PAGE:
Left ventricular systolic dysfunction in asymptomatic black hypertensive subjects

Ojji, Dike, Atherton, John, Sliwa, Karen, Alfa, Jacob, Ngabea, Murtala and Opie, Lionel (2015) Left ventricular systolic dysfunction in asymptomatic black hypertensive subjects. American Journal of Hypertension, 28 7: 924-929. doi:10.1093/ajh/hpu247

Author Ojji, Dike
Atherton, John
Sliwa, Karen
Alfa, Jacob
Ngabea, Murtala
Opie, Lionel
Title Left ventricular systolic dysfunction in asymptomatic black hypertensive subjects
Journal name American Journal of Hypertension   Check publisher's open access policy
ISSN 1941-7225
Publication date 2015-07-01
Year available 2015
Sub-type Article (original research)
DOI 10.1093/ajh/hpu247
Open Access Status Not yet assessed
Volume 28
Issue 7
Start page 924
End page 929
Total pages 6
Place of publication Oxford, United Kingdom
Publisher Oxford University Press
Collection year 2016
Language eng
Formatted abstract
BACKGROUND Hypertension has been established as one of the commonest causes of heart failure especially in sub-Saharan Africa. We have previously observed a high prevalence of left ventricular (LV) systolic dysfunction in hypertensive heart failure patients in Nigeria despite a low prevalence of ischemic heart disease. The present study was, therefore, undertaken to assess the prevalence of asymptomatic LV systolic dysfunction in hypertensive black African subjects with no history of heart failure.

METHODS One thousand nine hundred forty-seven hypertensive subjects without heart failure presenting to the Cardiology Unit, Department of Medicine, University of Abuja Teaching Hospital, Nigeria, from April 2006 to August 2013 had clinical and echocardiographic evaluation.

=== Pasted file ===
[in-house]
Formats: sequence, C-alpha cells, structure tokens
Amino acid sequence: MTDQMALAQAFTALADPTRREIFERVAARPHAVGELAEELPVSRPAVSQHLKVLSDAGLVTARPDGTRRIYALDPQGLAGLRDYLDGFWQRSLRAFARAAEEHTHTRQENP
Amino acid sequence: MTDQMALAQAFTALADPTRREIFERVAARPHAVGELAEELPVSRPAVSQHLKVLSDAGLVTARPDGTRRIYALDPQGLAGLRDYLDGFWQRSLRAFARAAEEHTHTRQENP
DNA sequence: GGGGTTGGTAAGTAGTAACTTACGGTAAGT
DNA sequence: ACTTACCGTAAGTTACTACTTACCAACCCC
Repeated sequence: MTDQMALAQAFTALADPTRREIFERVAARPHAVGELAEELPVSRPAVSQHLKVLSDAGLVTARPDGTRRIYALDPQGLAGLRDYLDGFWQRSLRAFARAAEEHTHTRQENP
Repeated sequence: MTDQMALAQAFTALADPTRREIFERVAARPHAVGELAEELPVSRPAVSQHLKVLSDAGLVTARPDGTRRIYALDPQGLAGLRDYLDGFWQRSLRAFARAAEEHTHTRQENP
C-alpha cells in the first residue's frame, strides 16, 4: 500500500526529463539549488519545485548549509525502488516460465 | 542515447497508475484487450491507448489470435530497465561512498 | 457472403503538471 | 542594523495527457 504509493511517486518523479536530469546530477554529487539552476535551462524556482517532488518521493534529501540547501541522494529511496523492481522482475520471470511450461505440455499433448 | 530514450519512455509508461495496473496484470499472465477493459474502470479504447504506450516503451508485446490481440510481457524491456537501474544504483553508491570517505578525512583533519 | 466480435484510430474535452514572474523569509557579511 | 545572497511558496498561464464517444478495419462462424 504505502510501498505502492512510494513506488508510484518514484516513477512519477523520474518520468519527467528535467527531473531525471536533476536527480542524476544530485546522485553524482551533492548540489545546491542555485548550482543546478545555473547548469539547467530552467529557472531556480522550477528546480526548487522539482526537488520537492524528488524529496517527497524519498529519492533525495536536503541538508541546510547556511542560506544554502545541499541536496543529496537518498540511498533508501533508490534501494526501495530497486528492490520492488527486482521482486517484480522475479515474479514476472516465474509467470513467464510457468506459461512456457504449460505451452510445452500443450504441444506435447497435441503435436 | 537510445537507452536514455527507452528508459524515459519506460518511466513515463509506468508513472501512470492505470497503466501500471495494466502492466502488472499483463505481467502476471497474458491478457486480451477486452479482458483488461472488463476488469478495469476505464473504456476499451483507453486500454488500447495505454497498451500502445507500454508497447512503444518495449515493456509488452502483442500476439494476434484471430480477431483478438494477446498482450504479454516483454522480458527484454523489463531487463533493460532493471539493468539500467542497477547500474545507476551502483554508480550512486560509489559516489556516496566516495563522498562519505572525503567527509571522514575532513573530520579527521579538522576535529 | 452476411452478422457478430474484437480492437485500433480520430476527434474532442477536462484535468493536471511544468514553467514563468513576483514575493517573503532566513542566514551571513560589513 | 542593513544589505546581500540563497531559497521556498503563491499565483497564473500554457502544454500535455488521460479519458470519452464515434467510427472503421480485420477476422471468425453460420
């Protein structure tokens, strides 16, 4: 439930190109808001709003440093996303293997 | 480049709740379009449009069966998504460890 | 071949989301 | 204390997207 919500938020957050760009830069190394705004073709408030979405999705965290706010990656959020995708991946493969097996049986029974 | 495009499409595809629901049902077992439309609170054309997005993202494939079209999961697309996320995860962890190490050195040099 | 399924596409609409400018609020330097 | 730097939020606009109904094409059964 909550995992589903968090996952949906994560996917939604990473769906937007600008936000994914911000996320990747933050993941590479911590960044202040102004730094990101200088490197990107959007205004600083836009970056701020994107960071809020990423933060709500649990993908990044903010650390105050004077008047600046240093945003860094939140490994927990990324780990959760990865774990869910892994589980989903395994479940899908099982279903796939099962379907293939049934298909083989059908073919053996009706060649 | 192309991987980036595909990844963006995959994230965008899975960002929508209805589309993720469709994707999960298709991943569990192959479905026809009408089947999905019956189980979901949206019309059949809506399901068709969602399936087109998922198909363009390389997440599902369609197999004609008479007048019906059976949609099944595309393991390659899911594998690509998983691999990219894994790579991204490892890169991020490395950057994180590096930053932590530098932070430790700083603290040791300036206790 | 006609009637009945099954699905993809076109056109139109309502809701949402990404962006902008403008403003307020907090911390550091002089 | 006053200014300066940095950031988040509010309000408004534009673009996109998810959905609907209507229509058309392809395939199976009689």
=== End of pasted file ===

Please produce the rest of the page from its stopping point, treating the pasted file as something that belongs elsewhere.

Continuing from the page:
RESULTS Nine hundred fifty-three (48.9%) were males and 994 (51.1%) were females. One thousand eight hundred seventeen (93.3%) had normal LV systolic function (LV ejection fraction (LVEF) ≥ 54%), 68 (3.5%) had mild LV systolic dysfunction (LVEF 45–54%), 43 (2.3%) had moderate LV systolic dysfunction (LVEF 30–44%), and 16 (0.9%) had severe LV systolic dysfunction (LVEF < 30%). Male subjects had worse LV systolic function compared to women (mean LVEF 73.2% vs. 75.6%, P value < 0.0001) and diabetic subjects had worse LV systolic function compared to nondiabetic subjects (LVEF 72.3% vs. 75.7%, P = 0.02). In multivariate regression analysis, lower LVEF as a continuous variable was associated with older age, male sex, diabetes mellitus, LV mass indexed for body surface area, diastolic blood pressure, posterior wall thickness in diastole, left atrial diameter, and LV internal diameter in diastole.

CONCLUSIONS In a cohort of asymptomatic Black hypertensive subjects, 6.7% had LV systolic dysfunction, which was associated with male gender, diabetes mellitus, and larger LV mass.
Keyword Blood pressure
Left ventricular
Systolic dysfunction
Q-Index Code C1
Q-Index Status Confirmed Code
Institutional Status UQ

Document type: Journal Article
Sub-type: Article (original research)
Collections: Official 2016 Collection
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